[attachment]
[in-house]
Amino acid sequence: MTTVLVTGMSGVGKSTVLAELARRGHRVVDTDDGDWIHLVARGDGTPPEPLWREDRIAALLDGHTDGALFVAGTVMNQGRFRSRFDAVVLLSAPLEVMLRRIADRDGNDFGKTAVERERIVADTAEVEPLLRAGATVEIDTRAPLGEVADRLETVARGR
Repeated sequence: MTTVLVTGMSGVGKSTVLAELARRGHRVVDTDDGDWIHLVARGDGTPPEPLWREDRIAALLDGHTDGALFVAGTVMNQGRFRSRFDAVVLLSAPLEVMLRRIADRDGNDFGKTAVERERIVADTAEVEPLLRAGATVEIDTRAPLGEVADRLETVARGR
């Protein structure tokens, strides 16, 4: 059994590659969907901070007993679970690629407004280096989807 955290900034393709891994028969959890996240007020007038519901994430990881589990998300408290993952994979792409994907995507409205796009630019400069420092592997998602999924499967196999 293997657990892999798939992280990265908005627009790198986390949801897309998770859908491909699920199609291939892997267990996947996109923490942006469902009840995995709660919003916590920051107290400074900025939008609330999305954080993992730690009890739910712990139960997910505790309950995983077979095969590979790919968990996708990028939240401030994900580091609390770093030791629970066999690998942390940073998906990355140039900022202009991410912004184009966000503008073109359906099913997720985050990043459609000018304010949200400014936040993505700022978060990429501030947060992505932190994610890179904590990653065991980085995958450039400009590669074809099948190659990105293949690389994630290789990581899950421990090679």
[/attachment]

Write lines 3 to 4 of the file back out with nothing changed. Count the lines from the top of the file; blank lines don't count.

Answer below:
Repeated sequence: MTTVLVTGMSGVGKSTVLAELARRGHRVVDTDDGDWIHLVARGDGTPPEPLWREDRIAALLDGHTDGALFVAGTVMNQGRFRSRFDAVVLLSAPLEVMLRRIADRDGNDFGKTAVERERIVADTAEVEPLLRAGATVEIDTRAPLGEVADRLETVARGR
């Protein structure tokens, strides 16, 4: 059994590659969907901070007993679970690629407004280096989807 955290900034393709891994028969959890996240007020007038519901994430990881589990998300408290993952994979792409994907995507409205796009630019400069420092592997998602999924499967196999 293997657990892999798939992280990265908005627009790198986390949801897309998770859908491909699920199609291939892997267990996947996109923490942006469902009840995995709660919003916590920051107290400074900025939008609330999305954080993992730690009890739910712990139960997910505790309950995983077979095969590979790919968990996708990028939240401030994900580091609390770093030791629970066999690998942390940073998906990355140039900022202009991410912004184009966000503008073109359906099913997720985050990043459609000018304010949200400014936040993505700022978060990429501030947060992505932190994610890179904590990653065991980085995958450039400009590669074809099948190659990105293949690389994630290789990581899950421990090679």